I suppose I was a favorite of the librarians in my hometown. Week by week I would come in, see what was on the shelf, and bring several books home. My favorites were of the frontiersmen who made their way across America, crossing the great Mississippi and up the long Missouri, over the Rockies and into the great beyond, the West, in all its majesty and mystery.

But if the biographies of Jim Bridger and Kit Carson captured me, there was another stream of story that I loved too. These were the stories of the French Revolution, full of sword-fighting and adventure, of right vs. wrong, of hope vs. heartache. Scaramouche and The Scarlett Pimpernel, and A Tale of Two Cities. I loved them, far away as they were from my growing up years in California.

A few weeks ago my wife Meg and I were in Paris with some of our children, and grandchildren. Our son is veterinarian in the U.S. Army, and is living in Europe for several years. We rented a flat in the neighborhood long-named the Bastille. From the windows of our flat we could see the unholy ground itself– once home to that which was most hated by the French people, so much so that the attack on the Bastille was their first act when they finally rose up against their king and queen. 200 years later it is home to the great tower that Napoleon built to remember to remember. In every way it is a sober memory, full of violence as it was on both sides of the revolution.

The Bastille is a half hour walk to Notre Dame, and on our first night there we walked through the ancient streets, taking it all in. And then wonder of wonders, surprise of surprises, we turned around on a bridge over the Seine and saw a gloriously full moon! It was just about as good as it gets, so very beautiful.

But not all nights in Paris have been beautiful, which brings us back to swordfights and Scaramouche, The Scarlet Pimpernel, and the storming of the Bastille, icon it was for the indifference of the French aristocracy, with the cup of the people’s anger finally overflowing in 1790.

That tells the tale too soon, though. 500 years earlier another King Louis reigned over France. Though with our Protestant and modern sensibilities we may shake our heads at some of his decisions– for example, building a chapel to honor his most prized relic of faith, the crown of thorns — he is remembered as the most devout of French kings, 35 years after his death being sainted. Yes, Sainte Louis.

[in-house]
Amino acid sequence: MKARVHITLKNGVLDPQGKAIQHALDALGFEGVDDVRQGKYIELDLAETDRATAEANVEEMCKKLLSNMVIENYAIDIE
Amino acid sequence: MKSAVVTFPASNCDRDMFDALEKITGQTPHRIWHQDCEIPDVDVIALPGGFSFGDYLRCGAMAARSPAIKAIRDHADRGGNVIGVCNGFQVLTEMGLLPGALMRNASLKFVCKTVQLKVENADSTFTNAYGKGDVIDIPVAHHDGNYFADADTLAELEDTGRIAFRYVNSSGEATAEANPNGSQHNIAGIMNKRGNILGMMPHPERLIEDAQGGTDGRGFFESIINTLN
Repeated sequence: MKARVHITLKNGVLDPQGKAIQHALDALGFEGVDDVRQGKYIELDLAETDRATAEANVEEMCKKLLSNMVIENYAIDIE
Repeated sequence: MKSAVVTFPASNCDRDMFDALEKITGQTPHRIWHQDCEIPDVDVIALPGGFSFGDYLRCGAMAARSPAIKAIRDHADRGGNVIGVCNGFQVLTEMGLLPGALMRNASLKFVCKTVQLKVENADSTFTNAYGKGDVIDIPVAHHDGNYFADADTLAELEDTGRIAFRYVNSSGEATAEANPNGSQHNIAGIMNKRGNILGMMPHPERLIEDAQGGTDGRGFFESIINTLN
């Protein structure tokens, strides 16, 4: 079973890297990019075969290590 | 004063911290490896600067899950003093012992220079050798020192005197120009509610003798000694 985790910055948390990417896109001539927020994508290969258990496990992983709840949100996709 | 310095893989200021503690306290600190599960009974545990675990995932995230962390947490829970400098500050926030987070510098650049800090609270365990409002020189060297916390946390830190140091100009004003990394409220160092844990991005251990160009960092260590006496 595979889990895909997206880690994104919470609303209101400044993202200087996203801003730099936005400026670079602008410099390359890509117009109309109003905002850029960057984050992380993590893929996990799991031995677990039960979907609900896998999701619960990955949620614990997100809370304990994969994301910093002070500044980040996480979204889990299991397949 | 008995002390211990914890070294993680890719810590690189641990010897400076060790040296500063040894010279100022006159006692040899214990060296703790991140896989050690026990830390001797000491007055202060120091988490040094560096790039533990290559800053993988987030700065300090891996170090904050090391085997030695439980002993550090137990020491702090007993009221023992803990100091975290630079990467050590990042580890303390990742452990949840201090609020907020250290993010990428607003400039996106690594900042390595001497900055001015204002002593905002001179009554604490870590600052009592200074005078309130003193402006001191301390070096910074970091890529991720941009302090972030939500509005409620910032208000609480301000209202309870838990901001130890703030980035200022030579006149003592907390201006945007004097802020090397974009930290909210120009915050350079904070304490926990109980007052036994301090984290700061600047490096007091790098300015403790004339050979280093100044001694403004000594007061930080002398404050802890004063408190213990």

In hope, King Louis built a beautiful chapel, an amazingly magnificent chapel. We call it Sainte Chapelle, with its 15 windows, each one 50 feet high. The Story of all stories is told, artfully and dramatically. The Narrative of all narratives, yes, the metanarrative— the Biblical story from creation to consummation, of the way the world ought to be, the way the world is, the way the world can be, and the way the world someday will be. It is the story that Augustine told 1000 years earlier, of posse peccare, posse non peccare, of who we are and what we are, as sons of Adam and daughters of Eve making our way across time from creation to consummation, with its promise of redemption as far as the curse is found. At Covenant Seminary we know this as the history of redemption which Geerhardus Vos brought into the modern world in his magisterial Biblical Theology.

Human being that he was, lover of God that he was with longings that drove him like they do us, King Louis’ questions are the perennial questions, the ones that human beings have always asked, are always trying to answer—and because of his own piety, he asked them in light of what he most deeply believed to be true. How will we live in the world? What will it mean to live in the world under the Word? That was the question of King Louis in his time, and of course it is the question for everyone in every time.

The Long Question

When it was built, Sainte Chapelle was situated within the grounds of the royal palace; centuries later now it is now the Palace of Justice, the chief court of France completely surrounding the chapel, with libertie, equalitie, and fraternitie inscribed in stone over the main entrance. In fact it almost seems architecturally unfair that the buildings are so close to each other, but they represent the pushing-and-shoving of a messy world where faith and life, Christian belief and the public square, butt up against each other—and in this life, in no time and place is there a clear winner.

A few hundred years later the Louvre became the royal palace, and even later Versailles was made the seat of the king and his queen. Tragically, for them and for the world, when the later Louis, number XV, pronounced himself “god,” the Sun King, it all eventually imploded. France fell in on itself, and the kings and queens lost their glory and their lives.

At this same time, during these centuries of social/economic/political/ecclesiastical evolutions that sometimes became revolutions, across the English Channel, and north into Scotland, the Reformation began, and Presbyterians began to protest over the same questions: How will we live in the world? What will it mean to live in the world under the Word?

Early on in the days following Knox’s preaching in St. Andrews, two brothers, James and Andrew Melville, gave an important speech to King James at his hunting palace in Scotland.

“There are two kings and two kingdoms in Scotland, your majesty.”

This was the first time in modern history that the divine right of the king was called into question. Looking back on this, we remember James more for his Bible than for this crucial moment in the long conversation about the gospel and the world, the perennial sorting out of which coins belonged to which kings.